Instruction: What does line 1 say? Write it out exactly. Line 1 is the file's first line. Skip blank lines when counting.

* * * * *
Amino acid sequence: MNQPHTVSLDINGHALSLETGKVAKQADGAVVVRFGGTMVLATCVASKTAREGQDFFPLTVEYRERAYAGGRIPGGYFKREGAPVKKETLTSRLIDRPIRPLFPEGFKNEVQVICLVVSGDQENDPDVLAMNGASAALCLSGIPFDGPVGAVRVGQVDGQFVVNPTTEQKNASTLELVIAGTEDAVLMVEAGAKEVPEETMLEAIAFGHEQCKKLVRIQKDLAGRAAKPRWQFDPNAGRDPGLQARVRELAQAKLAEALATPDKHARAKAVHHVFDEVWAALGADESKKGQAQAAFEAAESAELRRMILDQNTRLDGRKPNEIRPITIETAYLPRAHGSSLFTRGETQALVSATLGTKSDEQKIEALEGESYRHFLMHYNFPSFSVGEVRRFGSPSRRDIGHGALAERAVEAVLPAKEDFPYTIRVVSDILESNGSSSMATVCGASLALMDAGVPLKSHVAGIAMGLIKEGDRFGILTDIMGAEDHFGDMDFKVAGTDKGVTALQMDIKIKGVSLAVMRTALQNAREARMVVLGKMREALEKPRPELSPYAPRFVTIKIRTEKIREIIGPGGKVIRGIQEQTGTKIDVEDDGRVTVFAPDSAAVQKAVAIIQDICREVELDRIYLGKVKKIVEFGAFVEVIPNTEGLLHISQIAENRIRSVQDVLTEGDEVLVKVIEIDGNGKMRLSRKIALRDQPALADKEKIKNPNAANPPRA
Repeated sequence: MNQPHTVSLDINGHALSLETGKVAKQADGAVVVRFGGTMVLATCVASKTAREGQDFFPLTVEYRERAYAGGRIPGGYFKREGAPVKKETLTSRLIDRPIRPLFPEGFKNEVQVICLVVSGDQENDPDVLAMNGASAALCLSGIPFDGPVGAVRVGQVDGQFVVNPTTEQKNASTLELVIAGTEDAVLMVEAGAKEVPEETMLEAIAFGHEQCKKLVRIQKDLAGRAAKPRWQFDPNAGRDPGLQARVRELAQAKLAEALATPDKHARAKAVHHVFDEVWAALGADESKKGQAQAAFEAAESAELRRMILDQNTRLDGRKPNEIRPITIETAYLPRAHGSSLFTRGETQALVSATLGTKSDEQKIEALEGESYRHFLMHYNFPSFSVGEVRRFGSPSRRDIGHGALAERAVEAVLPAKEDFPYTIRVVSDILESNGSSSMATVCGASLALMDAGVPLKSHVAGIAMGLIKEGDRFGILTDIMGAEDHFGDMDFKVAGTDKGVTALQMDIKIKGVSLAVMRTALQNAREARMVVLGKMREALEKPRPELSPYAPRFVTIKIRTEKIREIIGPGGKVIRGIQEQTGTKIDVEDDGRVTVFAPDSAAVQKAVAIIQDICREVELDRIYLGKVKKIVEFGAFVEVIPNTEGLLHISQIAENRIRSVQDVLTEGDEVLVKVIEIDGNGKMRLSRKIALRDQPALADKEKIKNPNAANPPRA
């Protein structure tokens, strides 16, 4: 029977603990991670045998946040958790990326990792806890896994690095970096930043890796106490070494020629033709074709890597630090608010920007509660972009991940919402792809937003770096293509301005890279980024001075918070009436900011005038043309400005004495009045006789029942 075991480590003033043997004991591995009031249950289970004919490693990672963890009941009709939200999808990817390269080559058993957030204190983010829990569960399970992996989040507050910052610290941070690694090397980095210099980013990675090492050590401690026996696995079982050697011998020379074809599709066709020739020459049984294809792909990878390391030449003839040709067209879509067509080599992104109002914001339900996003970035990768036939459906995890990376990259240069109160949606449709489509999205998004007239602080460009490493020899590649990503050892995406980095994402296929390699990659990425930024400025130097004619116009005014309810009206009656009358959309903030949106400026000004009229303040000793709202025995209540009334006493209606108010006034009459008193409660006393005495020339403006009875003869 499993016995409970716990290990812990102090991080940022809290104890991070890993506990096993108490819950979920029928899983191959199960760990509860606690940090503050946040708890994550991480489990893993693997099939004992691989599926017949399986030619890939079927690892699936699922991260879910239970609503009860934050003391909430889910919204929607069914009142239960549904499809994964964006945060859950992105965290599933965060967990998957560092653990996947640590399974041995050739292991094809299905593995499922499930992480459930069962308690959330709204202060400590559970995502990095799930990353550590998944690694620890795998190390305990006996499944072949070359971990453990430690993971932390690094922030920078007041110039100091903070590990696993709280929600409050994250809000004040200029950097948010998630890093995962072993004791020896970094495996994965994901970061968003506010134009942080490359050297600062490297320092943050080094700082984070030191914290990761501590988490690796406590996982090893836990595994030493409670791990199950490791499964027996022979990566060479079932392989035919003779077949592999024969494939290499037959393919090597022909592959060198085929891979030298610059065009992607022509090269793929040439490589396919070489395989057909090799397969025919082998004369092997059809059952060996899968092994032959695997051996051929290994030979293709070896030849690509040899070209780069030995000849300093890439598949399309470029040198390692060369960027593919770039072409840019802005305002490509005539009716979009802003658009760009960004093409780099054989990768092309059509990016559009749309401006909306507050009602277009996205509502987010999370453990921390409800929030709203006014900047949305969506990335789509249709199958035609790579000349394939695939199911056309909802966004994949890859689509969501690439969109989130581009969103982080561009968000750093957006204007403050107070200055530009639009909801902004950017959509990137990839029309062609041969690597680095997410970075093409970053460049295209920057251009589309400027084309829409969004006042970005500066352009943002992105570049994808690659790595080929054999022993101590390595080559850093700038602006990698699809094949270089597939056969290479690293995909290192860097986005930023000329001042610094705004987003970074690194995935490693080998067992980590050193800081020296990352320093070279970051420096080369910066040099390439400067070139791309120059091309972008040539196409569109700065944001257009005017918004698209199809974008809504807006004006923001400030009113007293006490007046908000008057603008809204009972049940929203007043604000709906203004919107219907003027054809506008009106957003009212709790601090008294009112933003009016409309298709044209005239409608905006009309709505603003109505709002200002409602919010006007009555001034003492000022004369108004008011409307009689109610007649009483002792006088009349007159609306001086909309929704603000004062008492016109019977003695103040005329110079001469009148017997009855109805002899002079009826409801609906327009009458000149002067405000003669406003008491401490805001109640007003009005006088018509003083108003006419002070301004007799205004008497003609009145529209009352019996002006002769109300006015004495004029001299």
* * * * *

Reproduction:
Amino acid sequence: MNQPHTVSLDINGHALSLETGKVAKQADGAVVVRFGGTMVLATCVASKTAREGQDFFPLTVEYRERAYAGGRIPGGYFKREGAPVKKETLTSRLIDRPIRPLFPEGFKNEVQVICLVVSGDQENDPDVLAMNGASAALCLSGIPFDGPVGAVRVGQVDGQFVVNPTTEQKNASTLELVIAGTEDAVLMVEAGAKEVPEETMLEAIAFGHEQCKKLVRIQKDLAGRAAKPRWQFDPNAGRDPGLQARVRELAQAKLAEALATPDKHARAKAVHHVFDEVWAALGADESKKGQAQAAFEAAESAELRRMILDQNTRLDGRKPNEIRPITIETAYLPRAHGSSLFTRGETQALVSATLGTKSDEQKIEALEGESYRHFLMHYNFPSFSVGEVRRFGSPSRRDIGHGALAERAVEAVLPAKEDFPYTIRVVSDILESNGSSSMATVCGASLALMDAGVPLKSHVAGIAMGLIKEGDRFGILTDIMGAEDHFGDMDFKVAGTDKGVTALQMDIKIKGVSLAVMRTALQNAREARMVVLGKMREALEKPRPELSPYAPRFVTIKIRTEKIREIIGPGGKVIRGIQEQTGTKIDVEDDGRVTVFAPDSAAVQKAVAIIQDICREVELDRIYLGKVKKIVEFGAFVEVIPNTEGLLHISQIAENRIRSVQDVLTEGDEVLVKVIEIDGNGKMRLSRKIALRDQPALADKEKIKNPNAANPPRA